A movie series to rule them all- the Hobbitons!

Most of the Lord of the Rings (LOTR)/Hobbit series were filmed in New Zealand and we get a lot of people visiting to see the places where the movie magic happened. 
Misty Mountains from LOTR: aka The Remarkables
While some of the scenes are CGI, probably 50% of the live action was filmed in the mountains around Queenstown and in the Mackenzie Basin. There is also Hobbiton outside Wellington and 'Modor' aka Mt Tongariro in the Central North Island. 

The Kiwi "weekend warrior"

This group comprises everyday Kiwi trampers/climbers/MTB'ers out for a day or multi day adventure. They generally visit places where other people are not;  usually hard arsed bush on the West Coast of the South Island. Also found in the Kaimais, Ruahines, Kaimaniwas, Tararua's, remote Southern Alps and Fiordland.

A typical group of kiwi trampers meet on trail

Kiwis can sometimes seem a bit standoffish at first- don't be offended, it is just our nature.  We eventually warm up and you will find most of us interesting and generous to a fault. Kiwi trampers will often give you food,  good advice or a ride to civilisation if our paths cross at the right time. Don't be afraid to ask.

As a Kiwi, I make a point of talking to everyone I see on the trail or at a hut because we are all in this together. You should do the same.

Hunters and Collectors

New Zealand has a long history of hunting, trapping and fishing so you are quite likely to meet Kiwi hunters and anglers. I do the odd spot of fishing myself.

There is a strained relationship between trampers and hunters in NZ but some of the most interesting people I have meet while tramping have been hunters/anglers. Its all about the person, not the sport they engage in.

Kiwi hunts-women: Both women and men hunt in New Zealand...

Just show a bit of understanding for each other and you will have no problems. And you might just score a whiskey, tasty trout fillet (best cooked in a bit of tin foil with a sprinkle of salt and squeeze of lemon) or venison back steak for your troubles...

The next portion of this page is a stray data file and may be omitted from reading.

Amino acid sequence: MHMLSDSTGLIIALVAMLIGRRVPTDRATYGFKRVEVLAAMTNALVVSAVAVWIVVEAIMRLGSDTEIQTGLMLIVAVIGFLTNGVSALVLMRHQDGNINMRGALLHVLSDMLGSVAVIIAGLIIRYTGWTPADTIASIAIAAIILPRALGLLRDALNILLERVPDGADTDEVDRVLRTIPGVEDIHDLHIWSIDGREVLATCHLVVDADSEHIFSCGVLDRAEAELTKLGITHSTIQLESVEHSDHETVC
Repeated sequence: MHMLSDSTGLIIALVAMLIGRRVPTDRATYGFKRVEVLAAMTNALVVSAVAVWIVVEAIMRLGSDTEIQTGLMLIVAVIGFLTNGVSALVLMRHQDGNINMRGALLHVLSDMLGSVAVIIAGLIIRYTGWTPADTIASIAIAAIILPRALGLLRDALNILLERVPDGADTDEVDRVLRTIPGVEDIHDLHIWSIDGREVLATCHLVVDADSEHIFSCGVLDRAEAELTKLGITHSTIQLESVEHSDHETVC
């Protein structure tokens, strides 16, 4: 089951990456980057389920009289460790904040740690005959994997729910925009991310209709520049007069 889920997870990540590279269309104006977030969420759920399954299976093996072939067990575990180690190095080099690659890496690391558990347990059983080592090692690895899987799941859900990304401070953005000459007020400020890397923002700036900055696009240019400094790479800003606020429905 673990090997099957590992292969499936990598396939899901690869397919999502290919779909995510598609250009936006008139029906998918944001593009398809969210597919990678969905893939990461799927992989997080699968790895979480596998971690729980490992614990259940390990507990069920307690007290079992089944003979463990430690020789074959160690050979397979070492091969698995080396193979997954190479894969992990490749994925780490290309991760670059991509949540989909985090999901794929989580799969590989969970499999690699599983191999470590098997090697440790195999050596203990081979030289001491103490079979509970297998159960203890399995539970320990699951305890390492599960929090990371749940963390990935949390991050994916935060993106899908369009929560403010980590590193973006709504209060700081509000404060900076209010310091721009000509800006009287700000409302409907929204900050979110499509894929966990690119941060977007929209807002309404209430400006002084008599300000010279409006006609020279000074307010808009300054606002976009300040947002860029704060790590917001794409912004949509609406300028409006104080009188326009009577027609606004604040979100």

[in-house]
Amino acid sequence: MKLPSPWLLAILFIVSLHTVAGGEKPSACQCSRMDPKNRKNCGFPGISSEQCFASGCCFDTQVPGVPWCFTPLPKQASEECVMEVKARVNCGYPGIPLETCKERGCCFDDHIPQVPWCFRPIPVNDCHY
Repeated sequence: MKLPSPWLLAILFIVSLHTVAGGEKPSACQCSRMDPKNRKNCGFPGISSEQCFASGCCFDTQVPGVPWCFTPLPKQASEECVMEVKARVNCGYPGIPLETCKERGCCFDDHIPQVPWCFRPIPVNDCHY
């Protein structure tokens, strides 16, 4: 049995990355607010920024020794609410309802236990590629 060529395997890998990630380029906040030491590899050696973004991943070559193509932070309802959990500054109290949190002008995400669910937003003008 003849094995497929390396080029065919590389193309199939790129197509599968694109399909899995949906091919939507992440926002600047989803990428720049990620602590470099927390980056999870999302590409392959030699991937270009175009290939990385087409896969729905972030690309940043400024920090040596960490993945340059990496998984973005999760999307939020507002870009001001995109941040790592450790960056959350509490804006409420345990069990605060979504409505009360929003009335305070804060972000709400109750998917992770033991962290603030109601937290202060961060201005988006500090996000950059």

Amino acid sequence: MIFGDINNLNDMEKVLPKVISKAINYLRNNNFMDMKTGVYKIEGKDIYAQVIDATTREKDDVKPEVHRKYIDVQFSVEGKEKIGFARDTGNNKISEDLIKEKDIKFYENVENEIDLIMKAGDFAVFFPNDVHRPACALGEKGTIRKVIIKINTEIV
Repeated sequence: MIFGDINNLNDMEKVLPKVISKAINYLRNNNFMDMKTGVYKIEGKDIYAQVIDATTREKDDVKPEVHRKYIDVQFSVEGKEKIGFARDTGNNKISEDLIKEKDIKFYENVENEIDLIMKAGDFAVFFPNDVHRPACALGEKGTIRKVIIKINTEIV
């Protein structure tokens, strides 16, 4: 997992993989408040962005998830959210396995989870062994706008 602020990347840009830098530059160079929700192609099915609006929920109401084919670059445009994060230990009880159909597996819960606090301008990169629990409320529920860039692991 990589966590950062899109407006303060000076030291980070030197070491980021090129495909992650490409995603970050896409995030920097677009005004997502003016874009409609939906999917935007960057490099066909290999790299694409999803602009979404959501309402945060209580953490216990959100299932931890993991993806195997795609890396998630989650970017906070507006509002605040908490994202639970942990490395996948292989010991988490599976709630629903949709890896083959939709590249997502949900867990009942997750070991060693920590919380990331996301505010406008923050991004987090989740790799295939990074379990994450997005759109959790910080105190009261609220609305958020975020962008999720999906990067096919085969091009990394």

We do this for a job...DOC workers

You will almost certainly encounter workers from the Department of Conservation, or DOC as we call them in NZ. They may be New Zealanders or volunteers from other countries depending on the role. Most are really cool and totally passionate about the environment.

You are most likely to encounter them at the various DOC offices, working as hut wardens and occasionally out in the field.

DOC Ranger at work

Some can seem overly officious, especially if they believe you are doing something wrong. Hey, both you and I might be slightly peeved if we turned up at a hut (which is also our home) and found mud, food and wet gear all over the place! Especially if you haven't paid the very reasonable hut fees...sacre bleu as the French say..the cheek of it!

...exactly, add the government and your right on the money!

These women and men work hard at their jobs, and it is not always an easy job, so again show them some respect. Just take them as you find them and remember, they will most likely be the first people coming to look for you if you get into difficulties.

Some final advice to Kiwi and tourist both...

For a happy life, pay your hut fees!

No, I mean it, pay your damn hut fees!

DOC Hut pass and hut tickets...if you use the huts, then pay for your stay!

There is nothing more likely to get a DOC hut warden (or a kiwi tramper) riled up than you arriving, using and abusing a hut and then not paying for it. A six month DOC Hut pass is $90, most huts only cost from $5-15 per night. That is nothing compared to the $1000 i-phone and $2-3000 worth of other tramping gear you are carrying.

Pay up people, this includes the New Zealanders! As I have said before, no you haven't paid for it already with your taxes. Joe Blogg's paid for it back in 1967 when the hut was built. You are paying to maintain it...